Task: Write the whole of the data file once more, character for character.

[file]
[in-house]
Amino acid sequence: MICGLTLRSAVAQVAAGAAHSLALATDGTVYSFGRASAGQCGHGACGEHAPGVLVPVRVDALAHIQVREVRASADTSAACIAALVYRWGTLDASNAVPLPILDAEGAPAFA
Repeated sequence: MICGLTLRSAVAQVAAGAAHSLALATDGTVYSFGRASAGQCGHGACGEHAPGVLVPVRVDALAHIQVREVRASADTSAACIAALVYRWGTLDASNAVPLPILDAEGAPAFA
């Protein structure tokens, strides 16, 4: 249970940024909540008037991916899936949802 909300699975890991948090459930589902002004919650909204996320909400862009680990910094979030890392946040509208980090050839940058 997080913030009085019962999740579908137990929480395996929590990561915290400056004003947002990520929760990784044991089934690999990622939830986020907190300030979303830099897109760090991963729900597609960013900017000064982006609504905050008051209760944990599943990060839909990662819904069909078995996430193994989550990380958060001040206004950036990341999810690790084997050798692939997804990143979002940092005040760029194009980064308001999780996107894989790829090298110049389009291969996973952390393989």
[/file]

[in-house]
Amino acid sequence: MICGLTLRSAVAQVAAGAAHSLALATDGTVYSFGRASAGQCGHGACGEHAPGVLVPVRVDALAHIQVREVRASADTSAACIAALVYRWGTLDASNAVPLPILDAEGAPAFA
Repeated sequence: MICGLTLRSAVAQVAAGAAHSLALATDGTVYSFGRASAGQCGHGACGEHAPGVLVPVRVDALAHIQVREVRASADTSAACIAALVYRWGTLDASNAVPLPILDAEGAPAFA
């Protein structure tokens, strides 16, 4: 249970940024909540008037991916899936949802 909300699975890991948090459930589902002004919650909204996320909400862009680990910094979030890392946040509208980090050839940058 997080913030009085019962999740579908137990929480395996929590990561915290400056004003947002990520929760990784044991089934690999990622939830986020907190300030979303830099897109760090991963729900597609960013900017000064982006609504905050008051209760944990599943990060839909990662819904069909078995996430193994989550990380958060001040206004950036990341999810690790084997050798692939997804990143979002940092005040760029194009980064308001999780996107894989790829090298110049389009291969996973952390393989």